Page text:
Today’s capitalism is in a deep crisis. Neither does it fulfil on its promise of generalised prosperity, nor is it environmentally sustainable. Human suffering in the wake of the Covid-19 crisis continues, with people losing their lives and others their sources of income. At the same time, stock markets seem to continue indicating healthy growth levels. But what kind of growth are we talking about?
The idea of ‘growth’ has never been to indicate access to a fulfilled live for the many, nor to measure whether the planet is able to sustain the ‘growth’ that is produced. But if any healthy economy is to arise from the post-Covid-19 recovery plans, these need to be the top priorities.
With this second wave of articles on ‘beyond capitalism’, the Progressive Post continues its reflection on the quality of growth, on state intervention and recovery policies. Again, we feature some of Europe’s most prominent thinkers in this second edition of a larger debate on the objectives of economic, social, digital, and environmental policy. And we’re still after the same aim: a paradigm-change to overcome the dominant neo-liberal approach.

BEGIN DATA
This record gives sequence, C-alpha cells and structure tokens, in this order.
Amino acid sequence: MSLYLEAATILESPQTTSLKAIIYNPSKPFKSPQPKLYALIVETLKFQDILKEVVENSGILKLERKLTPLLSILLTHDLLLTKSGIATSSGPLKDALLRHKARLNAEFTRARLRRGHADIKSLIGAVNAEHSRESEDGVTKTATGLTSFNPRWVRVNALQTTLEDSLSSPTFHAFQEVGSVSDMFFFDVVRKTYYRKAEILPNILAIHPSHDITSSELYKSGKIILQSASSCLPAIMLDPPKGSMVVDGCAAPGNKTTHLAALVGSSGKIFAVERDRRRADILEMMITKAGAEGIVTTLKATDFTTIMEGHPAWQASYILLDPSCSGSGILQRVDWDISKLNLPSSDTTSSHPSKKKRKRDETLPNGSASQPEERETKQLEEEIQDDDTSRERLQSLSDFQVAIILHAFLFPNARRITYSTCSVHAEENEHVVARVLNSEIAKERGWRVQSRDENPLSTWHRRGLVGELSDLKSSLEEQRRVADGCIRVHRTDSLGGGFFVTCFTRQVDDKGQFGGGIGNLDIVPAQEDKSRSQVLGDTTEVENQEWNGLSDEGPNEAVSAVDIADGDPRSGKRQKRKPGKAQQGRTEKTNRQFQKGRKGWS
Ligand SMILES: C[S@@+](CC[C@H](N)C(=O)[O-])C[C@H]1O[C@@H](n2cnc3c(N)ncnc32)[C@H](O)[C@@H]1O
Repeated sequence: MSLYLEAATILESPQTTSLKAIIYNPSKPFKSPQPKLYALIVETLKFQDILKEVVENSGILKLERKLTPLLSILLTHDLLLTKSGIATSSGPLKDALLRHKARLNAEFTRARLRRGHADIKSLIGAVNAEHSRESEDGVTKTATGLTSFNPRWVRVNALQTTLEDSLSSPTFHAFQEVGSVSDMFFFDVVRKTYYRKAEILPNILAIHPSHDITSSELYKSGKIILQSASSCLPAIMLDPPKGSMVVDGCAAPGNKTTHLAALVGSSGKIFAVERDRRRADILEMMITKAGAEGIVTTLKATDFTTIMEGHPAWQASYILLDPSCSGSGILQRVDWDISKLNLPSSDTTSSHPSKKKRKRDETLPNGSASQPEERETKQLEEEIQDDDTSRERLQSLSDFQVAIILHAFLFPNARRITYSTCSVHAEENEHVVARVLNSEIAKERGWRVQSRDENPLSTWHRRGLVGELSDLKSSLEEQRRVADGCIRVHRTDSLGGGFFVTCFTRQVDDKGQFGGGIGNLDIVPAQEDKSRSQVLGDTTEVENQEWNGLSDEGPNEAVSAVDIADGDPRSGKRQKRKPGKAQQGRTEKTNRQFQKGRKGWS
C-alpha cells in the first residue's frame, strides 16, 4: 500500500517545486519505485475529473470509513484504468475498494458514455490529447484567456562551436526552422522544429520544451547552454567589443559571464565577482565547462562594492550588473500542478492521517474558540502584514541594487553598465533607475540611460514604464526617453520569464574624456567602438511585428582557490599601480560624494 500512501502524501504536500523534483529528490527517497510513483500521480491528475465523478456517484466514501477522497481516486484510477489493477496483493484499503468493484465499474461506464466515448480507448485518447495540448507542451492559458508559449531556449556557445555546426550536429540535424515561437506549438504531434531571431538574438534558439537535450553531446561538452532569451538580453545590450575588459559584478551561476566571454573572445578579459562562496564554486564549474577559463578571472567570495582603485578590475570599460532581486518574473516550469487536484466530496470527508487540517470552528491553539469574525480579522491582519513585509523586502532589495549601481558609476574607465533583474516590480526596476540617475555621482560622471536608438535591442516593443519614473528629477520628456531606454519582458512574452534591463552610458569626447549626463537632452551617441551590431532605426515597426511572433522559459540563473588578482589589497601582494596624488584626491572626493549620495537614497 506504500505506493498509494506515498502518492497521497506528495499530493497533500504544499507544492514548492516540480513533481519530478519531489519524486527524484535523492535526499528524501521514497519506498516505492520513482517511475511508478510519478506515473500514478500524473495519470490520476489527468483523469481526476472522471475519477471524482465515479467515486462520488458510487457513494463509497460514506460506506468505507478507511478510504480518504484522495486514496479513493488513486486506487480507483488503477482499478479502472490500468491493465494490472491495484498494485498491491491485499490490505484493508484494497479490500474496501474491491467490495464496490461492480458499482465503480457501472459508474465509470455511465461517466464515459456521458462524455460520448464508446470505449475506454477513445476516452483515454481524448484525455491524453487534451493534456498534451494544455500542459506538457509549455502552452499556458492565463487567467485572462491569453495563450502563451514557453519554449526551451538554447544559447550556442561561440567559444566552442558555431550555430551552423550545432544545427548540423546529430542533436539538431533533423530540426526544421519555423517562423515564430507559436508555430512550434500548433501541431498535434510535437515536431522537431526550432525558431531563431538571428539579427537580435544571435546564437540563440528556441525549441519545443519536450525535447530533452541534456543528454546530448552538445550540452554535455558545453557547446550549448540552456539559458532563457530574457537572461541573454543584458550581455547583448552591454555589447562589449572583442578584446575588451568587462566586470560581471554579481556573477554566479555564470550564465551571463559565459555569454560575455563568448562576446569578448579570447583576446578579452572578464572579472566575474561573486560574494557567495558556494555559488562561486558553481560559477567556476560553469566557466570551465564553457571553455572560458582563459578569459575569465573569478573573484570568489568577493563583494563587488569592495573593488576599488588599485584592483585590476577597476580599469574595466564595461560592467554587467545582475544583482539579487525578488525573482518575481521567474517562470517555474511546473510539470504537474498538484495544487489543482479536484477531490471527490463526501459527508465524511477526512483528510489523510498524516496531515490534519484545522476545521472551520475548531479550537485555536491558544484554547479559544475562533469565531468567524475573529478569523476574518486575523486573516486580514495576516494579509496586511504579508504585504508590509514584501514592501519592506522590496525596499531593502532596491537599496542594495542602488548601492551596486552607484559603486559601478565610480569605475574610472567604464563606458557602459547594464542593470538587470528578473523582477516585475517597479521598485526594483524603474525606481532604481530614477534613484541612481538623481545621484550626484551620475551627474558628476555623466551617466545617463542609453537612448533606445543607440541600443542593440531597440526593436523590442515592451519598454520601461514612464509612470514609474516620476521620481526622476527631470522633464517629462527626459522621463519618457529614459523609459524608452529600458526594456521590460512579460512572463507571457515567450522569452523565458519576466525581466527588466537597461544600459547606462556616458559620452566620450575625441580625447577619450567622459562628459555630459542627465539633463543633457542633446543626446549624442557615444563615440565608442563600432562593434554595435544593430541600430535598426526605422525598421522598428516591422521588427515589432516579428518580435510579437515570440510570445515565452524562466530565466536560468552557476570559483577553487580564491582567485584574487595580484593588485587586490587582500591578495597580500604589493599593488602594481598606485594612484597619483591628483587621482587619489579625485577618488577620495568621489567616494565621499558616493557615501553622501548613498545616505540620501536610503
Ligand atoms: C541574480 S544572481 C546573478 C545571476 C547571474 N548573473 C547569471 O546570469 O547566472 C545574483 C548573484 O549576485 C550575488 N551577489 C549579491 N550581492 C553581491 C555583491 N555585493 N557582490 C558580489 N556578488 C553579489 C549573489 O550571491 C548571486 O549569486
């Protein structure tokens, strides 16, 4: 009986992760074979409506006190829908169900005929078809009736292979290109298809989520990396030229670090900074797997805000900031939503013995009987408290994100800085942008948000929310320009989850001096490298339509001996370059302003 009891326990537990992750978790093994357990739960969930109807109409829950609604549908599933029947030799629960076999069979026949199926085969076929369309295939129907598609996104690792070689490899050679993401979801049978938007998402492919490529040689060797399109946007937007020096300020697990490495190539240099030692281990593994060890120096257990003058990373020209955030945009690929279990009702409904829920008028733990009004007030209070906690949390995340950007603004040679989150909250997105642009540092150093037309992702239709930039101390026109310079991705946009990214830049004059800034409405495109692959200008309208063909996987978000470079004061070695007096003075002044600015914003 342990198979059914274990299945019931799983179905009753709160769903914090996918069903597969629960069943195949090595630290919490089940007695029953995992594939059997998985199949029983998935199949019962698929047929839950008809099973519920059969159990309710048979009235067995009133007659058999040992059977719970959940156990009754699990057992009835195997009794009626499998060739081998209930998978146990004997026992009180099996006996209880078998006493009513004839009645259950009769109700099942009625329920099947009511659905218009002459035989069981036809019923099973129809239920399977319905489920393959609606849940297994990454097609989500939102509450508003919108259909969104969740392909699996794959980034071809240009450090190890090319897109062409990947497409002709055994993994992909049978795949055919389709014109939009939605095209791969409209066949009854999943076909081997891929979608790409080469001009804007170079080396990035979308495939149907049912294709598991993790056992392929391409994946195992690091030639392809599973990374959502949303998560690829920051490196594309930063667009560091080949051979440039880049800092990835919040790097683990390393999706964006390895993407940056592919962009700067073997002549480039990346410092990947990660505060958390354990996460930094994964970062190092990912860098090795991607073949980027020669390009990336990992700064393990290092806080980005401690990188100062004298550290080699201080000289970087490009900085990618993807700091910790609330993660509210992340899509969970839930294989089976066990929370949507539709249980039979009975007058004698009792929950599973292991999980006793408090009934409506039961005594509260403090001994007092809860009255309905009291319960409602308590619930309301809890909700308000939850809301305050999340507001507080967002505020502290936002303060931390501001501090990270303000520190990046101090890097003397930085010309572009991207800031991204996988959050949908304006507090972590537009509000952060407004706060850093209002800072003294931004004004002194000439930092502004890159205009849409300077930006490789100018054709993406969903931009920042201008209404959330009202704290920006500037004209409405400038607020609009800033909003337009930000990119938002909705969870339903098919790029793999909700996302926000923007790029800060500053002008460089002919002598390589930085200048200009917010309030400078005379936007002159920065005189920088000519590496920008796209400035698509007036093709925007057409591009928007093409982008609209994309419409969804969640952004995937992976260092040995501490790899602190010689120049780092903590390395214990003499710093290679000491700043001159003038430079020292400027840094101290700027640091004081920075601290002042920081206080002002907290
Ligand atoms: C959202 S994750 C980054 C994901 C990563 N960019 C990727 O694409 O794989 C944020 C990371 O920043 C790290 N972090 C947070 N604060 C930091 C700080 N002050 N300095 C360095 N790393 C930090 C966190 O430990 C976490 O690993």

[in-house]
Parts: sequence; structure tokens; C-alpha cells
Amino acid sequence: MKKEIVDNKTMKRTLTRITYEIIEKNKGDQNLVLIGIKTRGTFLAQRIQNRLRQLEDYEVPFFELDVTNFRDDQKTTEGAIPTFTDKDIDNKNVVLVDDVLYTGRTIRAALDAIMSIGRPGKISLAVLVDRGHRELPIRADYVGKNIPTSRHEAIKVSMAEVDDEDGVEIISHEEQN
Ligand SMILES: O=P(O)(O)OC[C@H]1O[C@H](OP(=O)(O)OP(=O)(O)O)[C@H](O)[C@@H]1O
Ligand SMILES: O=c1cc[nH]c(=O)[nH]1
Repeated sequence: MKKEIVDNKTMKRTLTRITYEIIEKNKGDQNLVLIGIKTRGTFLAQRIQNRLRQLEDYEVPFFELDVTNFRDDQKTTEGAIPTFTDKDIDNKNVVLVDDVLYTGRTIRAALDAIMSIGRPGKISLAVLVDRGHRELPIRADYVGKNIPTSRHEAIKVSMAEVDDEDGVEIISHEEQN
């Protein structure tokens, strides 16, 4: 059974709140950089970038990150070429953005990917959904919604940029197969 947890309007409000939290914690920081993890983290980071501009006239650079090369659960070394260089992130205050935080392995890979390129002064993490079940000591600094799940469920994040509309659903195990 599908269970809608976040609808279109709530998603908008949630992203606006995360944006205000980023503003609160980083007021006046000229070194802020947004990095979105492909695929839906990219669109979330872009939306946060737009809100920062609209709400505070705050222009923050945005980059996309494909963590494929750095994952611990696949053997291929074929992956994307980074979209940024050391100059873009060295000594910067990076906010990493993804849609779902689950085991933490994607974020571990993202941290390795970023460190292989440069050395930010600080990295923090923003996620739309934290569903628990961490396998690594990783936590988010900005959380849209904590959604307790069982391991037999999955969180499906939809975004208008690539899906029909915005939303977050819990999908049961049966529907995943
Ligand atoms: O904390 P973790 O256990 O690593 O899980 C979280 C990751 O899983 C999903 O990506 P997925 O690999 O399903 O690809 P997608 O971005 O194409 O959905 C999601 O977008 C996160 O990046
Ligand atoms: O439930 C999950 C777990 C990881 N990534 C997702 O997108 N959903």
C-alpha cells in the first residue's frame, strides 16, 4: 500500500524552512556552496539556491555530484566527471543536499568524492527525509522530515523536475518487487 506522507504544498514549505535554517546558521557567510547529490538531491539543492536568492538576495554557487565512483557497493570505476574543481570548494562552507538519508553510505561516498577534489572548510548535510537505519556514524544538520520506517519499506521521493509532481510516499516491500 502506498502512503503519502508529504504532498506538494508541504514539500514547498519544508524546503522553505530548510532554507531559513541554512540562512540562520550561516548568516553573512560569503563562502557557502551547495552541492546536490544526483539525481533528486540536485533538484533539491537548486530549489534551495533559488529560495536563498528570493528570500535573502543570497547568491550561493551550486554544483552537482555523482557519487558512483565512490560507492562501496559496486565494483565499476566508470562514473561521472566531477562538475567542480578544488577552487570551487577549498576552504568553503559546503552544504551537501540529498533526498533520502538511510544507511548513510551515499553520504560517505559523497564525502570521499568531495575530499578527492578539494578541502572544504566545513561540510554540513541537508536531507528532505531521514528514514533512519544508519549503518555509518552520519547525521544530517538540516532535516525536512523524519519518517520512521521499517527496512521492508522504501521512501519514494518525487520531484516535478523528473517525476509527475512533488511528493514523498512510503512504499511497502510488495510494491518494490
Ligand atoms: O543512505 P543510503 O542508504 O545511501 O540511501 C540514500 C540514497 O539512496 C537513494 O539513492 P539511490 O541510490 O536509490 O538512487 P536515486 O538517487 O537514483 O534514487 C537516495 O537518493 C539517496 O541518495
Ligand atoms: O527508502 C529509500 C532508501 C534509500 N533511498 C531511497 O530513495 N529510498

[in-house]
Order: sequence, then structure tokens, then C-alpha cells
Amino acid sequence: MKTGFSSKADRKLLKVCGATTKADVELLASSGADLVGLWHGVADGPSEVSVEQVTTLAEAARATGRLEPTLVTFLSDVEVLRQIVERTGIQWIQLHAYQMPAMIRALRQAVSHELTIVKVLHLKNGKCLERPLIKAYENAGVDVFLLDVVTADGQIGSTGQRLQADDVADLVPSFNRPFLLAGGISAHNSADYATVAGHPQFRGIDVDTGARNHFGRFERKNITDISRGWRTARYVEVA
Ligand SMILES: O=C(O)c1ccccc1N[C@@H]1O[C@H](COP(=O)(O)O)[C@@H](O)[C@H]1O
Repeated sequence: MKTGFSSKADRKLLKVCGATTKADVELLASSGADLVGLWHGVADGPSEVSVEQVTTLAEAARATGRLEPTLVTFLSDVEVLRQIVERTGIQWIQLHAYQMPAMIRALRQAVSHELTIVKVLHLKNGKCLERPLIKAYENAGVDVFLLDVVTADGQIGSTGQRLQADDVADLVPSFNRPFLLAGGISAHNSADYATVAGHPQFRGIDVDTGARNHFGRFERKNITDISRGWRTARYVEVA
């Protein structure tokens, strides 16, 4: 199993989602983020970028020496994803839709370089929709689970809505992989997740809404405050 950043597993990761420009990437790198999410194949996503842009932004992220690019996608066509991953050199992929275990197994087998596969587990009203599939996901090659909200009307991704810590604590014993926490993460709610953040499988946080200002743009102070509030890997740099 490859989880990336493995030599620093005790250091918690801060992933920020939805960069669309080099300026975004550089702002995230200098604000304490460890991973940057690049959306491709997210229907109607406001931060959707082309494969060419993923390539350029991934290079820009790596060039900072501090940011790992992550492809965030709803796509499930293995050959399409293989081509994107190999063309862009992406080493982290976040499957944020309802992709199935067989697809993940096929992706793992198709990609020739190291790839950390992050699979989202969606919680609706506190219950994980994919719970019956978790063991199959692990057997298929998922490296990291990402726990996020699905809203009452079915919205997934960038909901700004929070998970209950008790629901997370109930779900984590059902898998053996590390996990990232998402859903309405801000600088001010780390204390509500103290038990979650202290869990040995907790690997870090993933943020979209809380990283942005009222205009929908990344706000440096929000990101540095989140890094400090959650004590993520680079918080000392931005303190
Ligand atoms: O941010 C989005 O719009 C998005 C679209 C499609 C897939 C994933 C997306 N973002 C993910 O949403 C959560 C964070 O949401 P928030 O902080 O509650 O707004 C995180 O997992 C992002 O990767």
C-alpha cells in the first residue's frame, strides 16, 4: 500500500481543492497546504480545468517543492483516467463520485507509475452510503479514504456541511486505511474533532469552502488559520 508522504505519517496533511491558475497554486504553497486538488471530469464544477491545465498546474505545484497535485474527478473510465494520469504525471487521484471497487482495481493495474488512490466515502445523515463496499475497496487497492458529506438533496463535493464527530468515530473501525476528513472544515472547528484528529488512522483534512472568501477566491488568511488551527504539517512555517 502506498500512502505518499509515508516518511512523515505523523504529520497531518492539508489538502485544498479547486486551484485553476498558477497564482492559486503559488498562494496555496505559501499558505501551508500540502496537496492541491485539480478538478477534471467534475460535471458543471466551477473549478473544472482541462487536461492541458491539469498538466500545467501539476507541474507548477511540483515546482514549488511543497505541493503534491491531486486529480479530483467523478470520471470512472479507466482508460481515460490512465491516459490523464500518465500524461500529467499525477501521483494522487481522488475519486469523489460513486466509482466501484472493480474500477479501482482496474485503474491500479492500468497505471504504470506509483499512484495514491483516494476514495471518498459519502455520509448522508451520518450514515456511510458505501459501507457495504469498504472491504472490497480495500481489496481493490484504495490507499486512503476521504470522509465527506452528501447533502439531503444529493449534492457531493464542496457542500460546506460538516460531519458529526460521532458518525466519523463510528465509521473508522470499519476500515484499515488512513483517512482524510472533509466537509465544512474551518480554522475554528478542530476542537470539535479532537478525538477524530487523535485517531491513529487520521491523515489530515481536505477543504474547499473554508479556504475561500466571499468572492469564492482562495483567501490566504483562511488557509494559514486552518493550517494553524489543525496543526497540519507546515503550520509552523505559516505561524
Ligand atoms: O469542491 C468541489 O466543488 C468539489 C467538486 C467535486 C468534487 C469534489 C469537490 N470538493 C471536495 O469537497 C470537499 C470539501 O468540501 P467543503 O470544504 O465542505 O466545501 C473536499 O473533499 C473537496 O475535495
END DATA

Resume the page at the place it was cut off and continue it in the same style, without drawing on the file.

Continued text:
Carlota Perez, from the University College London, reminds us that the shaping of technological revolutions makes all the difference: technology provides the options, but it is society – and hence politics – that chooses the future and actively shapes it. Albena Azmanova, from the University of Kent’s Brussels School of International Studies, advocates for a double paradigm shift: from equality to solidarity, from prosperity to wellbeing. And Dirk Bezemer, from Groningen University, calls for a reform of the financial structures of today’s capitalism, at least on three levels: labour market regulation and wage growth, credit guidance, as well as taxation.